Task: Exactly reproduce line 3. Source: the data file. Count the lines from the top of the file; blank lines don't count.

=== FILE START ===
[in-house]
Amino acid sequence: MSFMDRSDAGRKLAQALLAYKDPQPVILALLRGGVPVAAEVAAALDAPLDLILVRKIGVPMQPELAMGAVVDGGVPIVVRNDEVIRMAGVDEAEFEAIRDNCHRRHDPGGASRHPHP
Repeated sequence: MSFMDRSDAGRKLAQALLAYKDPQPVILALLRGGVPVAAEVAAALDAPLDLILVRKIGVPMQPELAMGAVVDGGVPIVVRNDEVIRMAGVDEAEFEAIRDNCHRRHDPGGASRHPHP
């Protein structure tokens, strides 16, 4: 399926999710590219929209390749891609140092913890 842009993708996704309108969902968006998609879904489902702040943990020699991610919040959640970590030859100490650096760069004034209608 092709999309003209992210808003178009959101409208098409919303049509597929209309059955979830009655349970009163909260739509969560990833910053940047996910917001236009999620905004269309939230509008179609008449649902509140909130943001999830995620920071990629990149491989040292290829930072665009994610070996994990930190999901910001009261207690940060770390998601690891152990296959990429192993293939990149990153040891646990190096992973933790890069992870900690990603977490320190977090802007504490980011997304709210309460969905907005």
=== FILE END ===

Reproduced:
Repeated sequence: MSFMDRSDAGRKLAQALLAYKDPQPVILALLRGGVPVAAEVAAALDAPLDLILVRKIGVPMQPELAMGAVVDGGVPIVVRNDEVIRMAGVDEAEFEAIRDNCHRRHDPGGASRHPHP